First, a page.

Analysis & Opinions - The Washington Post

On With the Grand Bargain

| Aug. 27, 1991

In the aftermath of the failed Soviet coup, the United States should urgently take the lead in implementing a robust strategy to confront perhaps the most daunting geopolitical challenge yet for the Bush administration: the long-term Soviet transformation and that of the republics (or independent nations) to democracy and a market economy.

We originally called this strategy the Grand Bargain. It begins with explicit recognition of preeminent Western stakes in the success of Soviet reform. In this internal struggle, the courage, determination and resources of the Soviet center and the republics will be the most important factors. But the speed of the journey, the pain involved, the odds of success and the risks -- including those of cataclysmic failure -- depend critically on the extent of Western engagement and support.

The terms of the Grand Bargain remain unchanged: substantial Western support and financial assistance to motivate and facilitate Soviet reforms strictly conditioned upon the political and economic transformation of that vast conglomerate. Real Western resources committed not for Soviet promises, vague plans or repeated proclamations of the kind that Mr. Gorbachev took to the London Economic Summit. Real Western resources committed only after real Soviet economic reform, which, despite the momentous and thrilling events in Moscow, has not yet occurred.

It should be clear what the Grand Bargain is not. It is not Western billions up front to the Soviet Union on the basis of hope or even Mr. Yeltsin's courageous speech from the top of a tank. If the West today were to put a bag of billions on the table in advance of fundamental economic reform, the money would be wasted.

It is not a plan to rescue Mr. Gorbachev and the center at the expense of Mr. Yeltsin and the republics. The peaceful transformation of the Soviet Union to democracy and the market cannot occur without close and enduring cooperation between a weakened central government, whoever its leader, and the republics.

It is not a Western effort to bail out, bribe or blackmail the Soviet government and the republics. Soviets (and Russians, Ukrainians etc.) have to want to transform their political and economic systems for their own reasons and not because the West believes it is good for them. They must make it happen, as they did last week in the streets of Moscow. We can and should provide whatever assistance we can to give them the best prospects of success.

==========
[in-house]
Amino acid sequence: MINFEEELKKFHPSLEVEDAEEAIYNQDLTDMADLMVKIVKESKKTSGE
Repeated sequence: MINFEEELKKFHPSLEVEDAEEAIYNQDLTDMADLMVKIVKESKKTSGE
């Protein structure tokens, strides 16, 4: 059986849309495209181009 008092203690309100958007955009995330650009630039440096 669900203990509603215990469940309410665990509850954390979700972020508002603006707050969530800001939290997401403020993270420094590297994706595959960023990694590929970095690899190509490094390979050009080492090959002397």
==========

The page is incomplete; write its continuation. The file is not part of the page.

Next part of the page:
So what should the United States and its Western partners do immediately?

1) The scheduled G-7 meeting late this week in London is a good start. After that, Prime Minister Major, as current chairman of the G-7, should visit Moscow, taking with him the heads of the International Monetary Fund, World Bank, European Bank and the Organization for Economic Cooperation and Development to demonstrate dramatically a Western commitment to vigorously help the reform cause.

2) Immediately thereafter, a large technical team from these international lending institutions should set up shop in Moscow and republics to assist in the preparation of concrete, detailed economic reform plans.

3) The West should now explicitly state its willingness, after reforms are underway, to provide substantial funds in tandem with the international lending institutions for balance of payments support; infrastructure support for transportation, communication, energy and defense conversion; assistance for an adequate safety net; and eventually a currency stabilization fund. Millions of individual Soviet citizens desperately need a brighter Western beacon to bolster their willingness to move ahead.

4) The West should immediately announce it will do whatever is necessary with emergency food and medical aid to try to ensure that the first winter of a non-Communist Soviet Union is not intolerable.

5) The Bush administration should appoint a significant public figure to head a new and major unit in the State Department to coordinate assistance to the Soviet reform effort. Kenneth Dam, John Whitehead or Frank Carlucci come to mind to work with the president, secretaries Baker and Brady and Ambassador Strauss and to coordinate U.S. efforts with those of our G-7 allies.

Forty years ago, George C. Marshall said to the failing nations of Western Europe: If you can work together to develop a coherent program, we will provide support and finance "so far as it may be practical to do so." Although the Soviet Union is quite different from postwar Western Europe, the relevant features of this analogy are the geopolitical transcendence of the situation, the necessity for American leadership, the strength and stamina of the required U.S. commitment, the needed inventiveness of design and exacting skill of implementation and the confidence that such a commitment inspired in discouraged people rising from a catastrophe.

As a result of Truman and Marshall's American leadership and vision, we now have a Europe close to whole and free. A U.S.-led Western effort to help transform the Soviet Union would certainly be more difficult than the challenge undertaken by the United States through the Marshall Plan. It would at best take many years to accomplish. It could not be done on the cheap. Nevertheless, there are more than enough reasons of self-interest and values to try. Given the frantic pace of events and imminent dangers in the Soviet Union, there is not a moment to lose.

The writers are members of the faculty at Harvard University's John F. Kennedy School of Government.

For more information on this publication: Please contact the Belfer Communications Office
For Academic Citation: Allison, Graham, and Robert Blackwill.“On With the Grand Bargain.” The Washington Post, August 27, 1991.